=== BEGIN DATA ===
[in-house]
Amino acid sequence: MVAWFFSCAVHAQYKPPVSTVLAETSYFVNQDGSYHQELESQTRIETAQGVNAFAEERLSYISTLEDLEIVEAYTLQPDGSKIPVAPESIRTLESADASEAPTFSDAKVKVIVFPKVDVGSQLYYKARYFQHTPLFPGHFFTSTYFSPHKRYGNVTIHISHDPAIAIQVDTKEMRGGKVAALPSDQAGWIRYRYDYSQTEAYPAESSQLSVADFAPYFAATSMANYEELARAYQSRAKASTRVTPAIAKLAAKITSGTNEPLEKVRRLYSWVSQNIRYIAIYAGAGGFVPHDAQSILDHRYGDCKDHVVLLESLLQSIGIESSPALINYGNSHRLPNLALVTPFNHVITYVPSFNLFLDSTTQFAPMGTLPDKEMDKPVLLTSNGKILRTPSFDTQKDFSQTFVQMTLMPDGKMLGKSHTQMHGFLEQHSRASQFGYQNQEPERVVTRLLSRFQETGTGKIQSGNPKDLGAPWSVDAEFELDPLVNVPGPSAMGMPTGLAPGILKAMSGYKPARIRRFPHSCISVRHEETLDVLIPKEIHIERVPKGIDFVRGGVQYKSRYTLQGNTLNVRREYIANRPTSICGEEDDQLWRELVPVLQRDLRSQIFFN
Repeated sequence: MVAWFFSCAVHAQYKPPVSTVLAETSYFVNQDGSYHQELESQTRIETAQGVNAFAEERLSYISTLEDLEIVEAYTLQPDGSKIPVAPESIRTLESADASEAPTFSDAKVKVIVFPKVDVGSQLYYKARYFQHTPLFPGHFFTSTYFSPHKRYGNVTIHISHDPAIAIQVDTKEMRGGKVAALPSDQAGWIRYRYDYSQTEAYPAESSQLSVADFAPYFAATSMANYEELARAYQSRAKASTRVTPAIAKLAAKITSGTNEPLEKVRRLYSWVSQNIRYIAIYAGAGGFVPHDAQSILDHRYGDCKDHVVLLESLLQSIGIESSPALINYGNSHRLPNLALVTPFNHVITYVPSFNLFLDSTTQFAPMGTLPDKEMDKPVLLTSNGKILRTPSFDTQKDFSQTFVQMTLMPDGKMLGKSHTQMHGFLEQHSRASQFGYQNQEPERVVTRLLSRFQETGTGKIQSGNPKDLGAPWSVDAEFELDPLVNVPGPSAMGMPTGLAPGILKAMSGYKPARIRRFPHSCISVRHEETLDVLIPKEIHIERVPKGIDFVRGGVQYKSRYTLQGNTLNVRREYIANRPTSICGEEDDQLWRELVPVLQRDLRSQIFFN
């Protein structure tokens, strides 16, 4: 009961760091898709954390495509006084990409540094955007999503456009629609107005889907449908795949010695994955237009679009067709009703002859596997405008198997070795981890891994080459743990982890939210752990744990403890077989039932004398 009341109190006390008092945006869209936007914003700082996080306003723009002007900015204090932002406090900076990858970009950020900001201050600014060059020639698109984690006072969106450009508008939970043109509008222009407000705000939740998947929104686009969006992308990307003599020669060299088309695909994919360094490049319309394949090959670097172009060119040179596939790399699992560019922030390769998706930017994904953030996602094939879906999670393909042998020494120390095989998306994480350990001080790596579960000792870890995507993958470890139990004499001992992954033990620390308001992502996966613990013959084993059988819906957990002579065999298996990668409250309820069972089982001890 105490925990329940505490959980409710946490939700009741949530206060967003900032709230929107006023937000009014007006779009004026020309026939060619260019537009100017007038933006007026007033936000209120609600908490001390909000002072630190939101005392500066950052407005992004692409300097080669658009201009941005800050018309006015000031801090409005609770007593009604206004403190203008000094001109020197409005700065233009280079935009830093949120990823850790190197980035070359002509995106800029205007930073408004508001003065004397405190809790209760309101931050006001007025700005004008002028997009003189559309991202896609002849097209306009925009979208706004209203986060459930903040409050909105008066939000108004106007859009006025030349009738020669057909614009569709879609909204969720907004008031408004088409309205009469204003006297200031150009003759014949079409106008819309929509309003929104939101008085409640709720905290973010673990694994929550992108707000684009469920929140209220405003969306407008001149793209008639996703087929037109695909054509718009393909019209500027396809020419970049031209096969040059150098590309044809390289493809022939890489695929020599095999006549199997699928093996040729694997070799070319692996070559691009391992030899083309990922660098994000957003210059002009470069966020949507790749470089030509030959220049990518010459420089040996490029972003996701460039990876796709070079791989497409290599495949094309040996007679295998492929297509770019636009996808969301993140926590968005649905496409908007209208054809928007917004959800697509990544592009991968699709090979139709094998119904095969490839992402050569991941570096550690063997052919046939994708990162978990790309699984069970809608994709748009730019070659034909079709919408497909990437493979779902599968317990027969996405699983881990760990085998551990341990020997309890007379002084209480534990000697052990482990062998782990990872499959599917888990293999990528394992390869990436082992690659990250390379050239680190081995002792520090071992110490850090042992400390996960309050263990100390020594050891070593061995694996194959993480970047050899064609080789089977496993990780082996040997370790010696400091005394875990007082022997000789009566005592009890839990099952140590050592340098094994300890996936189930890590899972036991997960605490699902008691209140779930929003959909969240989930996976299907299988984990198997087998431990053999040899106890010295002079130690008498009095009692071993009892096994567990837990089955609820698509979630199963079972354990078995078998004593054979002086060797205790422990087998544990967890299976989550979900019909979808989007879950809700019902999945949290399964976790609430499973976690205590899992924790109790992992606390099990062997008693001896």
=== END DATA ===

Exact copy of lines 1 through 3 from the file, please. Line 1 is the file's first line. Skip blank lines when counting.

[in-house]
Amino acid sequence: MVAWFFSCAVHAQYKPPVSTVLAETSYFVNQDGSYHQELESQTRIETAQGVNAFAEERLSYISTLEDLEIVEAYTLQPDGSKIPVAPESIRTLESADASEAPTFSDAKVKVIVFPKVDVGSQLYYKARYFQHTPLFPGHFFTSTYFSPHKRYGNVTIHISHDPAIAIQVDTKEMRGGKVAALPSDQAGWIRYRYDYSQTEAYPAESSQLSVADFAPYFAATSMANYEELARAYQSRAKASTRVTPAIAKLAAKITSGTNEPLEKVRRLYSWVSQNIRYIAIYAGAGGFVPHDAQSILDHRYGDCKDHVVLLESLLQSIGIESSPALINYGNSHRLPNLALVTPFNHVITYVPSFNLFLDSTTQFAPMGTLPDKEMDKPVLLTSNGKILRTPSFDTQKDFSQTFVQMTLMPDGKMLGKSHTQMHGFLEQHSRASQFGYQNQEPERVVTRLLSRFQETGTGKIQSGNPKDLGAPWSVDAEFELDPLVNVPGPSAMGMPTGLAPGILKAMSGYKPARIRRFPHSCISVRHEETLDVLIPKEIHIERVPKGIDFVRGGVQYKSRYTLQGNTLNVRREYIANRPTSICGEEDDQLWRELVPVLQRDLRSQIFFN
Repeated sequence: MVAWFFSCAVHAQYKPPVSTVLAETSYFVNQDGSYHQELESQTRIETAQGVNAFAEERLSYISTLEDLEIVEAYTLQPDGSKIPVAPESIRTLESADASEAPTFSDAKVKVIVFPKVDVGSQLYYKARYFQHTPLFPGHFFTSTYFSPHKRYGNVTIHISHDPAIAIQVDTKEMRGGKVAALPSDQAGWIRYRYDYSQTEAYPAESSQLSVADFAPYFAATSMANYEELARAYQSRAKASTRVTPAIAKLAAKITSGTNEPLEKVRRLYSWVSQNIRYIAIYAGAGGFVPHDAQSILDHRYGDCKDHVVLLESLLQSIGIESSPALINYGNSHRLPNLALVTPFNHVITYVPSFNLFLDSTTQFAPMGTLPDKEMDKPVLLTSNGKILRTPSFDTQKDFSQTFVQMTLMPDGKMLGKSHTQMHGFLEQHSRASQFGYQNQEPERVVTRLLSRFQETGTGKIQSGNPKDLGAPWSVDAEFELDPLVNVPGPSAMGMPTGLAPGILKAMSGYKPARIRRFPHSCISVRHEETLDVLIPKEIHIERVPKGIDFVRGGVQYKSRYTLQGNTLNVRREYIANRPTSICGEEDDQLWRELVPVLQRDLRSQIFFN